‘Kroner’ fell again on weak orders

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It was costing nearly eight Norwegian kroner to buy one US dollar Tuesday morning, after the country’s newly battered currency slumped against most others’ once again. This time it wasn’t entirely the price of oil that set off the decline.

It's up to Norges Bank to decide what's printed on Norwegian currency. PHOTO: Views and News

The value of Norway’s currency fell again this week, after reports of lower ordering and hiring activity. The country’s central bank board is also expected to finally lower interest rates later this month. PHOTO: newsinenglish.no

After years of record strength, bolstered by a robust economy, Norway’s currency has been hammered by last year’s dive in oil prices. Since bottoming out last winter, though, the price of a barrel of North Sea crude has risen and it ended trading slightly up again on Monday, at around USD 65.

The krone fell nonetheless, but economists say the current slide is more related to how the oil price decline is now seeping into other portions of the Norwegian economy. On Monday, the Norwegian federation for purchasing and logistics (NIMA) and Danske Bank published a new monthly measurement of how purchasing chiefs around the country foresee ordering activity in the months ahead by companies and industries. Their new so-called PMI-index showed a marked decline from April to May.

Orders were especially weak within Norway, “and point therefore clearly in the direction of the oil industry slowdown among business in general,” stated Svein-Egil Hoberg of NIMA. He noted that employment activity also indicated a staffing decline among companies, in line with the recent rise in unemployment.

“The question is how deep and how long-lasting this will be,” Frank Jullum, chief economist of Danske Bank, told Norwegian business news website E24.

Jullum noted that the PMI-index has been slipping since February. He was, though, reluctant to claim that the index signals a slowdown for Norway’s mainland (as opposed to offshore oil and gas) economy. That’s because the service sector in Norway is so important in the country’s overall economy.

Newspaper Aftenposten reported that other assessments of economic activity in recent months, however, show a mainland slowdown. State statistics bureau SSB (Statistics Norway) predicted earlier this spring that growth within the mainland economy would decline by half, from 2.3 percent during the past two years, to just just 1.1 percent this year. The regional network of Norway’s central bank (Norges Bank) has also reported lower production growth with further declines expected. The government also reduced its economic growth forecasts in its revised national budget, but neither the finance minister nor the central bank’s governor foresee any crisis in the Norwegian economy.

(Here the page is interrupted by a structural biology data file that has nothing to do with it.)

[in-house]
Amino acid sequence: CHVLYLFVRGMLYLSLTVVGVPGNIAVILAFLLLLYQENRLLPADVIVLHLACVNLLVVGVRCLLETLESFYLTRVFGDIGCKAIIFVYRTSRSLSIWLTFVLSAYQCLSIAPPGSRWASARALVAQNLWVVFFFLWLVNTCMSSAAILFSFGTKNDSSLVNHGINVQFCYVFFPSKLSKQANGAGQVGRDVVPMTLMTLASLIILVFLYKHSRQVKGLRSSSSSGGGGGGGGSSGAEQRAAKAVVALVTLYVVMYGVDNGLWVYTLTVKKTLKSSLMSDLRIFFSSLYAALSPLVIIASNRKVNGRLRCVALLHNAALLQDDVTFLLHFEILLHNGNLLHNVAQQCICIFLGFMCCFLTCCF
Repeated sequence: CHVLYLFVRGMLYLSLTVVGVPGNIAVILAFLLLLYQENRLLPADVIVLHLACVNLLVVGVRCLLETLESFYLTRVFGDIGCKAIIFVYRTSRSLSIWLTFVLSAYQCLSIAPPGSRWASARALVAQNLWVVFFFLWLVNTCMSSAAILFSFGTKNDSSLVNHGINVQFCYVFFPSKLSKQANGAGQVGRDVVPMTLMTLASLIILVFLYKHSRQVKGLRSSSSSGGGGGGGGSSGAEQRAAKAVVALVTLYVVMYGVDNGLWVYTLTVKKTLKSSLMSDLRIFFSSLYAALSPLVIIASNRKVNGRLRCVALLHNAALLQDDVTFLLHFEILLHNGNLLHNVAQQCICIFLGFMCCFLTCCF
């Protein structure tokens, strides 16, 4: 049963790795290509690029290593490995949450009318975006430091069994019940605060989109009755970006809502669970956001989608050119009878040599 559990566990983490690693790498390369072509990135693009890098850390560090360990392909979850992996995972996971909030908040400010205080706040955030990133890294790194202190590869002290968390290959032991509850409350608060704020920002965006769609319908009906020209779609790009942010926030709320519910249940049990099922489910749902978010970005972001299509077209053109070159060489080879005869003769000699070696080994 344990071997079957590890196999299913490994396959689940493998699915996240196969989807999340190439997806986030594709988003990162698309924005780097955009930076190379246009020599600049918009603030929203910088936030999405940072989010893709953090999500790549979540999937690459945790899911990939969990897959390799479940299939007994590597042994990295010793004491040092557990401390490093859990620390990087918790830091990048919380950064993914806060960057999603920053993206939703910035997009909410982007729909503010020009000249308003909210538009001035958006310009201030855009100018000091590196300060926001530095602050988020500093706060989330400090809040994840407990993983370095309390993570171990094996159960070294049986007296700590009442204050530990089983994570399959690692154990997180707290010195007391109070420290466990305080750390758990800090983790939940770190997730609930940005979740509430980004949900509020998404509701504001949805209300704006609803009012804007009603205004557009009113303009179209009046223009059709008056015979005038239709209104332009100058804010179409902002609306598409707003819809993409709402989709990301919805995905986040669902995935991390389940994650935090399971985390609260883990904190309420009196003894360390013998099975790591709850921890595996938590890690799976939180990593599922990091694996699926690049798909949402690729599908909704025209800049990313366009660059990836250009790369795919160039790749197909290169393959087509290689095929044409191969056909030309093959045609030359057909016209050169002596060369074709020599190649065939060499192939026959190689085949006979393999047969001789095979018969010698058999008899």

Norway’s GNP is now expected to grow by 1.25 percent this year and 2 percent next year. Predictions are also rising, meanwhile, that the central bank will finally lower its key lending rate when the board meets for the last time before summer holidays later this month. That will likely prompt another decline in the value of the krone. Norwegians were being warned once again this week that any summer holidays abroad would be more expensive this year, regardless, and that prices of imported items would rise.

newsinenglish.no/Nina Berglund

  • frenk

    Mmmm….further ‘financial’ punishment for Norwegians….can’t afford to live here with oil….can’t afford to live here without oil……!
    If Stoltenberg and ‘his gang’ had started to modernize this economy and culture a decade ago….I believe this economy would be much more robust and the average Norwegian family would have a much higher standard of living.

    • inquisitor

      Wouldn’t have building a gas refinery or two to supply Norway not only with its own gas supply, but to sell to others been a good idea? Would have brought some jobs as well.

  • Big H

    The weakness in the NoK is greater highlighted against the over and falsely inflated UK pound & US dollar – these figures will change soon as the norwegian economy is based on true figures & not over valued market in the UK

    • frenk

      …sorry….but the Norwegian economy is ‘massively overvalued’…..take a dollar…and see what you can buy with it in the US…the UK…and then Norway….

      • Big H